No legal advice above whatsoever.

@John Jackson what is your end game in all of this?  To have them unwind the whole deal and then sell it to you?  If so, that sounds like the EXACT definition of revenge to me:

verb (used with object), revenged, revenging.


to exact punishment or expiation for a wrong on behalf of, especially in a resentful or vindictive spirit:

@JD Martin   I hear ya on this one

@John Jackson   John you obviously are obsessed with this.  but lets look at REALITY.

1. a note purchase agreement is not a real property purchase agreement. so there is no default provision or enforcement of contract provision other wise you would already be doing that and had filed a lis pendence as peeved and wronged as you perceive to be.

2. You can file complaints with HUD or other alphabet agencies but since your just an outsider your complaints will have little weight.

3. you probably not really understanding what happened here.. Mortgage brokers and Appraisers learned their lessons as you alluded to in the GFC.. one would have to be suicidal to go along with something like this.. And underwriters are too sharp.. I suspect nothing is wrong here other than you think you got snookered out of a deal.

Lastly the most important part of real estate is the Phrase NEXT  we have all lost deals.. it happens. Move on.. and maybe you could have moved quicker to close the deal.. there is a saying in most contract law that time of  the essence.. it seems in this case it was.

@John Jackson

What is the end game here? What specific goal do you want? Do you want them to forcibly take the house back from the buyers and give it to you? Do you want the buyers to go to prison? Do you want a pay out?

I can't imagine there being any pay off. The whole thing looks bad from the outside and appears to be revenge oriented rather than based on any true injustice.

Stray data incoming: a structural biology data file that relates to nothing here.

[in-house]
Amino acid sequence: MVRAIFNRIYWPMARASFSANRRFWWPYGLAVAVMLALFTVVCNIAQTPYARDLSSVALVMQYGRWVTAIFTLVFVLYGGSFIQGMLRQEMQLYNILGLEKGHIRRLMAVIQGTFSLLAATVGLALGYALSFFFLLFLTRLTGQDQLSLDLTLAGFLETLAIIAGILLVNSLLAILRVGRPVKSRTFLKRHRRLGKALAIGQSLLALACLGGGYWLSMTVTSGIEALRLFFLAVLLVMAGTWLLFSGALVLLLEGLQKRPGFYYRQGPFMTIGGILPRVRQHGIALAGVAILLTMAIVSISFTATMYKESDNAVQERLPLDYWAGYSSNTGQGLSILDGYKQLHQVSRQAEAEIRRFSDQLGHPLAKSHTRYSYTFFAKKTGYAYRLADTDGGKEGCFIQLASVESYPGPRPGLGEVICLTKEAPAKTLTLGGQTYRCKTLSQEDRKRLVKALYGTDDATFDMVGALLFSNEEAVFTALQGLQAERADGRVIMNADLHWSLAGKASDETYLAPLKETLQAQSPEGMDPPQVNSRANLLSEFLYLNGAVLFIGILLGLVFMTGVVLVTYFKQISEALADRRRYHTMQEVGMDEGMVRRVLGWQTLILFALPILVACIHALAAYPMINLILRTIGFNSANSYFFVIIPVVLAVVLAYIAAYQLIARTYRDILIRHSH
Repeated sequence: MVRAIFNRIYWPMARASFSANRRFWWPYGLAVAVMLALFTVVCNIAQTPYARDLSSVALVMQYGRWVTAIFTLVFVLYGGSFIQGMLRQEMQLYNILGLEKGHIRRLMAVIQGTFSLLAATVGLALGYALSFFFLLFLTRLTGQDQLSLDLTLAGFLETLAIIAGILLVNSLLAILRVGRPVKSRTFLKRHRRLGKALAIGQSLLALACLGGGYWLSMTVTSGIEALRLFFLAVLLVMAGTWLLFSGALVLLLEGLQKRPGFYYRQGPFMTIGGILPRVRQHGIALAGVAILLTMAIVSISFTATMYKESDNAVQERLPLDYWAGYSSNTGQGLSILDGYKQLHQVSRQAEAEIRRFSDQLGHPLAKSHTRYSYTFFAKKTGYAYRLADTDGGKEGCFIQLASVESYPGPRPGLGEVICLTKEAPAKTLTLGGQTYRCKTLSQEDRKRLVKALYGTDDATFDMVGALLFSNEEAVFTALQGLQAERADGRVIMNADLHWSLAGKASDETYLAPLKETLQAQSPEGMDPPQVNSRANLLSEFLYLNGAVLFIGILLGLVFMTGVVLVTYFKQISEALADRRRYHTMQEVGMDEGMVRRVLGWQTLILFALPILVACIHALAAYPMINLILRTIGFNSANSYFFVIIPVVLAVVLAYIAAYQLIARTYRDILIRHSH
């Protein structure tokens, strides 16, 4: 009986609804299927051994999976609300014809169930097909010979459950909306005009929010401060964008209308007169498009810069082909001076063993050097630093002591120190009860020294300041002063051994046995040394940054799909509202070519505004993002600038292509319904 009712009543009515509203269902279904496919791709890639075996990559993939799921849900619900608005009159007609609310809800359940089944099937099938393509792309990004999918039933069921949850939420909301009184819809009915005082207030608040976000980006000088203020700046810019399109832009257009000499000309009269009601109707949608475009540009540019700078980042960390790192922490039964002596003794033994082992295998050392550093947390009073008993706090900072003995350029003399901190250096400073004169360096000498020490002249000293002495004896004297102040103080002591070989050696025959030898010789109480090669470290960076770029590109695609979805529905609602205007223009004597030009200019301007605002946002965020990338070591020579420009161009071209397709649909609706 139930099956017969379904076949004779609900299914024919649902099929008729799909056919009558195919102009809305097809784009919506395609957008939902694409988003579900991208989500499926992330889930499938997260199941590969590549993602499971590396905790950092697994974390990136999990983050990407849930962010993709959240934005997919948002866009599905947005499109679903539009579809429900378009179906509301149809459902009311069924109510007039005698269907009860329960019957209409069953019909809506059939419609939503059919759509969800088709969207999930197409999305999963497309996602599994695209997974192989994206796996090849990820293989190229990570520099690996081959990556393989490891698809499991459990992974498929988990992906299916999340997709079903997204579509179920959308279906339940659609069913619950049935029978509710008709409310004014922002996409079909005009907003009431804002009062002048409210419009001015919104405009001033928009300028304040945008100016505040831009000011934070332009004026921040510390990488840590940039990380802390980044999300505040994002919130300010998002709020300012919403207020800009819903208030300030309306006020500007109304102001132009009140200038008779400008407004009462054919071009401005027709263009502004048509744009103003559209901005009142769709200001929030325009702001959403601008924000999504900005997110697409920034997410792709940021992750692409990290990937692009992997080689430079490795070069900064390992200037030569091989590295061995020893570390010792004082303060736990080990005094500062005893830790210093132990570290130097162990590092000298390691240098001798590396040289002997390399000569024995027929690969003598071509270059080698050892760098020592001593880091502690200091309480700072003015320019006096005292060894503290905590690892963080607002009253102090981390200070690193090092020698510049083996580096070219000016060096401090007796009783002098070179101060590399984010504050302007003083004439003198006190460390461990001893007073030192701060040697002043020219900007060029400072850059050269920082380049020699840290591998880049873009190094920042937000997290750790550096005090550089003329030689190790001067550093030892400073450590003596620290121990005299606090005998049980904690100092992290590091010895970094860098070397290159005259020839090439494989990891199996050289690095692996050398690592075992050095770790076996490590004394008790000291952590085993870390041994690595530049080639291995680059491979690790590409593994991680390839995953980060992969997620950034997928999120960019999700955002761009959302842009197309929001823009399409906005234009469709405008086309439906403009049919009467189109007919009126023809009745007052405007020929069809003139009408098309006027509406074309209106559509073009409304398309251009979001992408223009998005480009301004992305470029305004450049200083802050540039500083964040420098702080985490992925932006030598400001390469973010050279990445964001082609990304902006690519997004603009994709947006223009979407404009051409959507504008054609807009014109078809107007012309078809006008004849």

You said you got your $2500 back. What more is there? You are in neither a better or worse situation than when you began.

@Manolo D. Nothing I'm doing or asking intends to learn anything that can't be followed through to black and white evidence.  I didn't think I was indicating anything otherwise.  My questions are intended to help me try and piece together what was or wasn't done, in a way that fits the facts I already have.  After that, it would be a matter of seeing if I can find necessary proof to back up or disprove the explanation for everything.  Why does it seem like these questions are making so many of you uncomfortable or disdainful?  If you found a property you wanted, and it was unique, and that which made it unique also happened to be a lot of what made you want it, and then someone else came along and took it out from under you, while you were in the middle of legitimately working to acquire it, and it wasn't clear they did it legitimately, what would you do?  Well, I know you'd tell me you'd just walk away and go somewhere else.  The difference between that and me is that I'm not interested in investing in the property as an arbitrary commodity to try and give myself 'bigger pockets' with.  I'm interested in it because of its unique value, both objectively and subjectively.  I'd be glad at this point to direct my efforts to another one instead, if there was one.  But there isn't.  So I'm no losing any time or effort by following up on this one as far as the trails of those who did what they did extend.


There are too many deals out there to push a multi-year litigation process for your own gain.

I’m not convinced that the people you are dealing with are nefarious. There are many situations where good intentions or just lousy, irresponsible, or uninformed owners could have caused this.

Now you are planning to use the cops, courts, and banks as your hammer to wedge yourself into a deal? Best case you now are covered in muck from inserting yourself with a bunch of shady business. Worst case you become the shady operator making the people who are involved feel like victims. I know this isn’t how you see it and I’m sure that will make you feel defensive.

I’m going to keep dealing above board where sellers feel like I’ve treated them fairly.

@Anthony Gayden What I want is simple.  If it took wrongdoing to make the sale go through, I want the sale reversed.  Do I want the property 'given' to me?  That's a nice wish, I guess, but no, I couldn't see any sensible basis to go looking for that from anyone.  I would just want the property available again, back to a situation where it was in before anything wrong was done.  On that basis, it had been languishing on the market for more than a year.  I'd like the opportunity to finish the process I'd already started, to acquire the property as an investment asset, and restore it as I'd intended.